Heading for the Bronx to visit two sizable parks I'd never been to – Claremont and Crotona – I stopped first at a much smaller park I assumed would be a footnote to my Bronx expedition. But Richman (Echo) Park turned out to be the most dramatic stop of the day.
There's plenty of ice age rock to go around in this city – the famous Manhattan schist, of course, as well as the Fordham gneiss. But Richman (Echo) Park has two of the most majestic spines of boulder anywhere in the city. Is this part of the Fordham gneiss? I'm going to have to ask a Bronx-savvy geologist. Meanwhile, take a look. Here, the rock rises behind a small, typical play area, while a polar bear prances at geologic speed off to the side:
From high atop one of the rock ridges, you get a good sense of the scope of the formations, and as a bonus, a nice view of Tremont Baptist Church.
Do you see a face snarling at you, like an open-mouthed tiger's, in the central protrusion of this rock formation? I do:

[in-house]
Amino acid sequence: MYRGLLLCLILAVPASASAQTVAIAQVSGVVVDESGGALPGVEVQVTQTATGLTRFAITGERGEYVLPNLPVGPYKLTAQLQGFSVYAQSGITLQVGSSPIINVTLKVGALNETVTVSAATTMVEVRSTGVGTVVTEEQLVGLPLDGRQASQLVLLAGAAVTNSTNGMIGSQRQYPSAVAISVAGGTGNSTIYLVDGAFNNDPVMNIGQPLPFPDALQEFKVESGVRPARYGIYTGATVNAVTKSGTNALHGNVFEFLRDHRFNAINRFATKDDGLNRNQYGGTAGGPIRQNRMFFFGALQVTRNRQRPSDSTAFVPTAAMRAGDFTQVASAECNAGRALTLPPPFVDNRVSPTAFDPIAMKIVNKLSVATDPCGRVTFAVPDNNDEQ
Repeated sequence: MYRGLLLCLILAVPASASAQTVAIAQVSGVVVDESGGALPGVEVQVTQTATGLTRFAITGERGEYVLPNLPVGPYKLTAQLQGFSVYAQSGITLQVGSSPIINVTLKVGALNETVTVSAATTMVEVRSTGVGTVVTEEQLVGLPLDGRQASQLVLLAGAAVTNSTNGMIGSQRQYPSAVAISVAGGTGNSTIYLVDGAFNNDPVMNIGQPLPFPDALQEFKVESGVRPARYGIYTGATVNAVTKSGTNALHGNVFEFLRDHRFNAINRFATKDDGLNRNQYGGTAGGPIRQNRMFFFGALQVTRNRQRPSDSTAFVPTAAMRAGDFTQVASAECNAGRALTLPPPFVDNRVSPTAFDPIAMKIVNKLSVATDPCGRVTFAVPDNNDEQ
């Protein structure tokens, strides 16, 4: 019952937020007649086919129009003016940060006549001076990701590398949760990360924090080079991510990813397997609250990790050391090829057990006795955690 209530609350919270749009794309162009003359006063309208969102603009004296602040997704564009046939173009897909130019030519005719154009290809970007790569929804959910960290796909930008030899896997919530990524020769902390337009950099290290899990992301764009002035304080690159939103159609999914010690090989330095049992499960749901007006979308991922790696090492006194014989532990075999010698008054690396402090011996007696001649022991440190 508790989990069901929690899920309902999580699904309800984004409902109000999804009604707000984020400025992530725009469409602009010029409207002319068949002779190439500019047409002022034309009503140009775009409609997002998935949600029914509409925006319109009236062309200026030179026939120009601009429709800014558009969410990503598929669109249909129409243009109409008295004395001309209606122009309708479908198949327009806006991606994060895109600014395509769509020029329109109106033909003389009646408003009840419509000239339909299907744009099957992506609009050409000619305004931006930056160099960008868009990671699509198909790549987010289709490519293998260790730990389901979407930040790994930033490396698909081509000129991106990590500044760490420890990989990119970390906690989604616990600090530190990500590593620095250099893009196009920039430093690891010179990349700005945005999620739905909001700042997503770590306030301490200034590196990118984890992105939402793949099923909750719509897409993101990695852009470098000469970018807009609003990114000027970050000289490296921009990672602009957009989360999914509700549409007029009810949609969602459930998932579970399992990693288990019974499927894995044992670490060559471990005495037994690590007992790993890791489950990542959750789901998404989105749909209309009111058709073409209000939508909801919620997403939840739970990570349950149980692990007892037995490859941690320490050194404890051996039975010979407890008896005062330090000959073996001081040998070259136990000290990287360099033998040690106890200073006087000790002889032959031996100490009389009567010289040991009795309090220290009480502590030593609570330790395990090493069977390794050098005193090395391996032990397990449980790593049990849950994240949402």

The beast seems to be disdaining the apartment buildings behind him, as if the ancient rock considers mankind's temporary structures beneath its contempt.
Meanwhile, trees grow where they can – here at the juncture of primordial rock and manmade walls and stairs, and below where there's a bit of space between the huge ridge and a smaller boulder.
Note the hooded human on the bench, basking in the majesty of it all.
It's said that if you shout between the two rock masses you get the echo that gives the park its traditional name. The newer name honors a 20th century city official named Julius J. Richman, a local leader who was, among other things, chairman of the Twin Parks Association.
"Twin Parks"? Now, which parks were those? Something I missed?
Alas, no parks, apparently; Twin Parks was an early-1970s urban renewal housing project.
An informative post on Forgotten NY recounts a walk from the Grand Concourse to Parkchester, giving historical and topographical context to this topographically impressive park. I've always wondered why the Bronx has numbered streets just like Manhattan and yet they curve and curl around each other like blind spaghetti. It's the topography, I learned, that prevents the Bronx from sustaining an flat, regular grid of streets.
Richman (Echo) Park is a prime example. Walking around it is like riding a heavy roller coaster, slow as the ice age but infinitely sturdier than any cyclone.